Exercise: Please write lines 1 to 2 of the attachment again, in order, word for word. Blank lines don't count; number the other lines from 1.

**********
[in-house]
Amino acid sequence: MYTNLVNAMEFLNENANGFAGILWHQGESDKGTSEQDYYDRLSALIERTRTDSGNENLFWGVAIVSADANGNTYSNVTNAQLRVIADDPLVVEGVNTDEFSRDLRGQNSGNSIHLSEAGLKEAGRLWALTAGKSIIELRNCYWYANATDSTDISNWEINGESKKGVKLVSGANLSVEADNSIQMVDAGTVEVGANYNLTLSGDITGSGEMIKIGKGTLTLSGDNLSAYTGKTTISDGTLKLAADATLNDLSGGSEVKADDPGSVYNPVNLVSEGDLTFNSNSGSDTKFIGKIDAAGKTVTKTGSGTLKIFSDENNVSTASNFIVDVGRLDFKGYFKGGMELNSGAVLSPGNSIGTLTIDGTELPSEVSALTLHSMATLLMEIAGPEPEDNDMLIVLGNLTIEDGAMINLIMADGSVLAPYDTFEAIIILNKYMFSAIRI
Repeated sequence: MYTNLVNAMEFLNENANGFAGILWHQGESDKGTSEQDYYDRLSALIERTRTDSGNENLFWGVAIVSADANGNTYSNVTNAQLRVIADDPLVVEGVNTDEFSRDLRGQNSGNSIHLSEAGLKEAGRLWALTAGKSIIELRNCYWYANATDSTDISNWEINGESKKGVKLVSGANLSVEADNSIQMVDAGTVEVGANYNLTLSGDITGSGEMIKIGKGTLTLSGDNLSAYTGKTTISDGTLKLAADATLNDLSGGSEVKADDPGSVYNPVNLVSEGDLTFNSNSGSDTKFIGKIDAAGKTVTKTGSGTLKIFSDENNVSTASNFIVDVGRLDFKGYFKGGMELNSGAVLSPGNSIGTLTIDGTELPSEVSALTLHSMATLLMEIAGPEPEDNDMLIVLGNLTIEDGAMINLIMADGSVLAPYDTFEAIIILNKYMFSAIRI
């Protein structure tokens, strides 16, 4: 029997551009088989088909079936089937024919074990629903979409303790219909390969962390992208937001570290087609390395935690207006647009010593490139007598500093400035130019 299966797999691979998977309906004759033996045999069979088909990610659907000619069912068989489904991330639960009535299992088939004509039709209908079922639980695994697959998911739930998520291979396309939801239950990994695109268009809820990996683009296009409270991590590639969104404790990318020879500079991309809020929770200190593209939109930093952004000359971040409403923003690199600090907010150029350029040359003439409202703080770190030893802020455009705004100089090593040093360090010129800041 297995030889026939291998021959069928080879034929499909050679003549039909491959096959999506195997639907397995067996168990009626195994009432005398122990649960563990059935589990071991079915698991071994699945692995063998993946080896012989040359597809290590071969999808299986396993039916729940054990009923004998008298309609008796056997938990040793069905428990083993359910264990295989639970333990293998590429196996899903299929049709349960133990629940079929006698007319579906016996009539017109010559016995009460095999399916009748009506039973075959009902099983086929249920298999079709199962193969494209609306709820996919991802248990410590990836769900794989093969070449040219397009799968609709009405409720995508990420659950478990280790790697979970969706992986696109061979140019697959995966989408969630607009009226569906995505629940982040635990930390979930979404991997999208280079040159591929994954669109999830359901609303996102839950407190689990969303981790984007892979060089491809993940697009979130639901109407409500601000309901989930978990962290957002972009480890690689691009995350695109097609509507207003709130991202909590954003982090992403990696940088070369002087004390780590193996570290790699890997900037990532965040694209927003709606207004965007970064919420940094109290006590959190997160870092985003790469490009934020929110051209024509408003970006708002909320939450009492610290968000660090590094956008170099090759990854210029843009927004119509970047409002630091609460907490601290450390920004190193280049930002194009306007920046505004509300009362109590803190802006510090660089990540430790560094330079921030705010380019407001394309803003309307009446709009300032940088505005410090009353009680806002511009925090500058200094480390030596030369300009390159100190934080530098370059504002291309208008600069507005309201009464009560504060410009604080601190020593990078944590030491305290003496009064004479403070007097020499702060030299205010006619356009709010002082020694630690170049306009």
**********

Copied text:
[in-house]
Amino acid sequence: MYTNLVNAMEFLNENANGFAGILWHQGESDKGTSEQDYYDRLSALIERTRTDSGNENLFWGVAIVSADANGNTYSNVTNAQLRVIADDPLVVEGVNTDEFSRDLRGQNSGNSIHLSEAGLKEAGRLWALTAGKSIIELRNCYWYANATDSTDISNWEINGESKKGVKLVSGANLSVEADNSIQMVDAGTVEVGANYNLTLSGDITGSGEMIKIGKGTLTLSGDNLSAYTGKTTISDGTLKLAADATLNDLSGGSEVKADDPGSVYNPVNLVSEGDLTFNSNSGSDTKFIGKIDAAGKTVTKTGSGTLKIFSDENNVSTASNFIVDVGRLDFKGYFKGGMELNSGAVLSPGNSIGTLTIDGTELPSEVSALTLHSMATLLMEIAGPEPEDNDMLIVLGNLTIEDGAMINLIMADGSVLAPYDTFEAIIILNKYMFSAIRI